Conspiracy theories flourish in an atmosphere of fear and ignorance.
They’re like fungi, spewing spores that fall on us when we’re feeling small and inconsequential. Or especially aggrieved. A pandemic creates their ideal medium for growth.
Spreading such inventions is a human failing. That’s why the Bible cautions: “You shall not spread a false report. You shall not join hands with a wicked man to be a malicious witness.” (Exodus 23:1)
Oh, but we do it anyway. Some of us. More of us than we, ourselves, may realize.
The internet has exploded lately with conspiracies about the origin of COVID-19. These run from the absurd to the semi-plausible, if you don’t look deeper.
They attempt to smear with doubt the people we trust most. I’m thinking of Dr. Anthony Fauci, an experienced voice of calm and reason and scientific information in the midst of the viral storm.
I’m thinking of Bill Gates, too, widely admired for the extraordinary work his foundation does to alleviate human misery around the world.
Each of these men stand at the forefront of medical efforts to understand the scope of the danger we’re in, and to find ways to combat it.
Yet concerted attempts are made to undermine their efforts with falsehoods. And those falsehoods are being spread by ordinary people on social media.
People who are fearful, like many of us, unsure whom to trust.
And other people, too, of a bristling ignorance. Angry at what they don’t understand, and wrapped in longing for simplistic answers, instead of the slippery complexity of a brand new virus.
Conspiracy theories, whether left or right, can be seductive. Once you allow the first deadly spore into your conscious mind, it will multiply according to a design that exists only within itself, quite separately from any other reality.
Like a virus does, in fact.
The only “vaccine” against conspiracy-think is knowledge. Verifiable knowledge that’s at everyone’s fingertips, if we take the time to look for sources and read critically. (That means outside the thread of links that support the conspiracy.)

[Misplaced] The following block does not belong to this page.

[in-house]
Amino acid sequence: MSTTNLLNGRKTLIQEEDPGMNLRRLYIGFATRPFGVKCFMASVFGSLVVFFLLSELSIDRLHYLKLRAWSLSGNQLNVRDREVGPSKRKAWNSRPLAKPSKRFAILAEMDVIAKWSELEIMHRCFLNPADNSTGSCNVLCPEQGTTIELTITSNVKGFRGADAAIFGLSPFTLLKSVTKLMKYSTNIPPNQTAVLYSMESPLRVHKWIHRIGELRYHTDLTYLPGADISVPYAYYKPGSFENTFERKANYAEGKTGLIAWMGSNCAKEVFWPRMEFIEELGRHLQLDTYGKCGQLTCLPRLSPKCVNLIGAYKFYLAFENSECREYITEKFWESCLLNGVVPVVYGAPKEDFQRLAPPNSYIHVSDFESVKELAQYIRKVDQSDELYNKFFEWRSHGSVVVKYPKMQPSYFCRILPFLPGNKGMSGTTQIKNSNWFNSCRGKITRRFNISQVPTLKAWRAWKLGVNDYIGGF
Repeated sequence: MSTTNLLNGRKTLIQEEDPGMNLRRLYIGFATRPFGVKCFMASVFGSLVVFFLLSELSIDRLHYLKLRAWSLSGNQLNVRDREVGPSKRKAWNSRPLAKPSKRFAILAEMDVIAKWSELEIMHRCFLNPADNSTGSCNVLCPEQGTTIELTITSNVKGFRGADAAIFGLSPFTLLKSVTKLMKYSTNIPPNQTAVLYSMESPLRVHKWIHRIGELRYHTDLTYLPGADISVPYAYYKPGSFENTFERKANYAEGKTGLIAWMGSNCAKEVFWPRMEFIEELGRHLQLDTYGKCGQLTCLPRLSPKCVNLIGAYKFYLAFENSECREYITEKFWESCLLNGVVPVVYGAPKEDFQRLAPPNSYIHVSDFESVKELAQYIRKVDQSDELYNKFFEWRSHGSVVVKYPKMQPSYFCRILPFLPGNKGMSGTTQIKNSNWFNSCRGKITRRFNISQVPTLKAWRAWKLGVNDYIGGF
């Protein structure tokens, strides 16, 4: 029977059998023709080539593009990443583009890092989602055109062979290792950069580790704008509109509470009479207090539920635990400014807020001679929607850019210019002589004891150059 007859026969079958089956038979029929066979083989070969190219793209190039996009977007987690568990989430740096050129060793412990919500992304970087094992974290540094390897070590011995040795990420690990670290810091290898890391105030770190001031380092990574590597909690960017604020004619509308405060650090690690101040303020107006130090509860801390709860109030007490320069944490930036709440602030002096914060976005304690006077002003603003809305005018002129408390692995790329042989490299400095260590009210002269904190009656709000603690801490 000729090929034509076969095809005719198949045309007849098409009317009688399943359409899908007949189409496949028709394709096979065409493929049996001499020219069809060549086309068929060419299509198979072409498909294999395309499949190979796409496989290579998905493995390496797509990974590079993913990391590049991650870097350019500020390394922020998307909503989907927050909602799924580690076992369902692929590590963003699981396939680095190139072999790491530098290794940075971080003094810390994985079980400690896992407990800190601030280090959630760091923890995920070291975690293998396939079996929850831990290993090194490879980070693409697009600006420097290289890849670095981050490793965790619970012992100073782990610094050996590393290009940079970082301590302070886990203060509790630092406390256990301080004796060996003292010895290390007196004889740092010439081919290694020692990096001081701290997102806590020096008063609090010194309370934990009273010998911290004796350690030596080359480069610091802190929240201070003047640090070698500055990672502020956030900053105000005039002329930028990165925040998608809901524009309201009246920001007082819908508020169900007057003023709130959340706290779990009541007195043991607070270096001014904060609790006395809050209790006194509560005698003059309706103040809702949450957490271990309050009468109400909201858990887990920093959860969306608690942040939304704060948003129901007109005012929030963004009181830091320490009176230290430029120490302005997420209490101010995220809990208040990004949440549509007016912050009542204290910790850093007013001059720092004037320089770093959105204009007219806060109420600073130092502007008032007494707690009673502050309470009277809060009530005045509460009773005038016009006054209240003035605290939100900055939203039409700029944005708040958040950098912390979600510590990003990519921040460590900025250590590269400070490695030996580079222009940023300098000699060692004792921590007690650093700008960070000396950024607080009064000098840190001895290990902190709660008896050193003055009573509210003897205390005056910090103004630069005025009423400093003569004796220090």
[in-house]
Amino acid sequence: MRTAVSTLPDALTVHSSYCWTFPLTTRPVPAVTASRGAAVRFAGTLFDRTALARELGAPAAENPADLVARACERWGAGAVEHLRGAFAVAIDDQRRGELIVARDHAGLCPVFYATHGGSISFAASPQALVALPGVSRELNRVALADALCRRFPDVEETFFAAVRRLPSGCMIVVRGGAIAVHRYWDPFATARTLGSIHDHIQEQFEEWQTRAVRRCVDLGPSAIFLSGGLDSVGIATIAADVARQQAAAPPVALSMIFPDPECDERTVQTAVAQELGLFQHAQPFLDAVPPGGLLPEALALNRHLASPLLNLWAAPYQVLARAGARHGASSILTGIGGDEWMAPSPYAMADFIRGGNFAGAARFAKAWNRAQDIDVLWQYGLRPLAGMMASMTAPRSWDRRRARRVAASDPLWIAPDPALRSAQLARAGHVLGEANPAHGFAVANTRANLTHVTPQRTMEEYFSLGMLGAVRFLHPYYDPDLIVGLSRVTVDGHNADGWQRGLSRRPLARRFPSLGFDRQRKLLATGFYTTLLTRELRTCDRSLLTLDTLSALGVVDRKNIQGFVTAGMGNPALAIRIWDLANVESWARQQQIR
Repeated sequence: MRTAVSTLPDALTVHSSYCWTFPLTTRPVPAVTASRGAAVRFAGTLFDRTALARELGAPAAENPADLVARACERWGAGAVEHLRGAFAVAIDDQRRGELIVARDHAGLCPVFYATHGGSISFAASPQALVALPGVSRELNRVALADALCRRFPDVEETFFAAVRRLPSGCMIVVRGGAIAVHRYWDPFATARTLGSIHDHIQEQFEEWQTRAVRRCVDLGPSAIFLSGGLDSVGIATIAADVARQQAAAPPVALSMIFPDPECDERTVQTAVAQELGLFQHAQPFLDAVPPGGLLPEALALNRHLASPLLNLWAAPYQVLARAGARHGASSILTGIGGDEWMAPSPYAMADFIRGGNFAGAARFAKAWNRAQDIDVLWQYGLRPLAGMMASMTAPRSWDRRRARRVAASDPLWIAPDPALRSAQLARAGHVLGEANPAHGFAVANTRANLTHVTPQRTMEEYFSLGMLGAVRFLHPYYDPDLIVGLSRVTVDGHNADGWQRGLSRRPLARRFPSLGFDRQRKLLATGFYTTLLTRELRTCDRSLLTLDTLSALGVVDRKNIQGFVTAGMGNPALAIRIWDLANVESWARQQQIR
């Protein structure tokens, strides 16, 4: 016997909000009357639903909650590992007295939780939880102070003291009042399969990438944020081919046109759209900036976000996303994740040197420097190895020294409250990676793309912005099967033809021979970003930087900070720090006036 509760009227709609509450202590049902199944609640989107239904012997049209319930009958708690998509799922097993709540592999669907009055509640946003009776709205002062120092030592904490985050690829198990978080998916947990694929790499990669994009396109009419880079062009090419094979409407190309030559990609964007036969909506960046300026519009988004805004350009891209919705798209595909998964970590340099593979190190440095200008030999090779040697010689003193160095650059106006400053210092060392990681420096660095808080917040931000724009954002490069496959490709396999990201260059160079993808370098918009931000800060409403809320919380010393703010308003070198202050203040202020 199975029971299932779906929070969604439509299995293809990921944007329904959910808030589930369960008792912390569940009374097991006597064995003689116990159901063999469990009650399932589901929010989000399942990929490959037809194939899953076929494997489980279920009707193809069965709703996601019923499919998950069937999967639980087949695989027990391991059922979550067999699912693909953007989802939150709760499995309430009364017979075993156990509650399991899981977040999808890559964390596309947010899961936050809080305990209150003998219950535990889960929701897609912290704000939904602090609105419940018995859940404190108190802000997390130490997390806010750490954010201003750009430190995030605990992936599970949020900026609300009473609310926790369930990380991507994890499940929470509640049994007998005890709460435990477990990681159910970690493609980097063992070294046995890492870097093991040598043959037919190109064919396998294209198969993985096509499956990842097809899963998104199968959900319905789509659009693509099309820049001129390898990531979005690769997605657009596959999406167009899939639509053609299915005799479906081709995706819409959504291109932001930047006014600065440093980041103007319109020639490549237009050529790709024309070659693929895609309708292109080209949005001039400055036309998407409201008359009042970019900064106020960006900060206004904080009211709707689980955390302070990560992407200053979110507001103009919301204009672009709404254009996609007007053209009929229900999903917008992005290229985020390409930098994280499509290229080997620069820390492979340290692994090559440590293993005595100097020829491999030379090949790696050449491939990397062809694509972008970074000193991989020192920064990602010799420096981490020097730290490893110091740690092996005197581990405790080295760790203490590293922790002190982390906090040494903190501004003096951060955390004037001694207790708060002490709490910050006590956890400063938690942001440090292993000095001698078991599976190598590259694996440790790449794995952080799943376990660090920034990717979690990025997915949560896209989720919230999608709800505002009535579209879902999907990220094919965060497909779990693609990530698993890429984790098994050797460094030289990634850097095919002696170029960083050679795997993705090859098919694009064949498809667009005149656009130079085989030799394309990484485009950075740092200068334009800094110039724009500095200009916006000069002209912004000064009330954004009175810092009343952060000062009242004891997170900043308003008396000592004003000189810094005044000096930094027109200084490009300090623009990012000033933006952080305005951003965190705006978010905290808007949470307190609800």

I have spent a great deal of time in recent weeks researching what is known about COVID-19 and its fellow coronaviruses. I subscribe to a daily compendium of articles from medical journals related to the virus, in addition to other well-respected and verifiable sources. Science is accretive. New information arrives each day. And as we learn more, we revised the picture of what we know. It’s like turning a pencil sketch into a painting. Understanding is a work in progress.
The half-truths, no-truths and innuendo that are woven together by shady operators to comprise the most prevalent conspiracy theories are a disgrace. They are designed to promote various agendas not related to your or my good health.
Run them down for yourself. Make sure that you look at a variety of unrelated sources to evaluate your information. Don’t swallow Laura Ingraham or the Washington Post headlines in one, undifferentiated gulp. (The actual articles in the Post are far more balanced, by the way.) Political axes continue to be honed, even now, when we should be pulling together.
As for those who spread misinformation about subjects that affect me and those whom I love, I have a few questions:
What are you trying to do? What are you trying to gain? Who are you working to benefit? I’d really like the answers.
You seem to want communities to unravel. You want children and unsuspecting adults to die from preventable illness. You want to topple rational, experienced leaders and replace them with what—a leaderless massing of people? For what purpose?
Your spreading of lies about Dr. Fauci and Mr. Gates will cause some well-meaning people to resist the COVID-19 vaccine when it is developed. And that will undermine the herd immunity we need for life to resume a more complete normality. Herd immunity is basic science, which you scoff at.
If you’re successful in sowing doubt your result will further imperil my husband and me as we are imperiled now in our self-isolation. You will cause people to die.
Why? Why would you do that?
[Titled "Conspiracy Theories," this post ran as my column in the Fayette County Record, April 24, 2020.]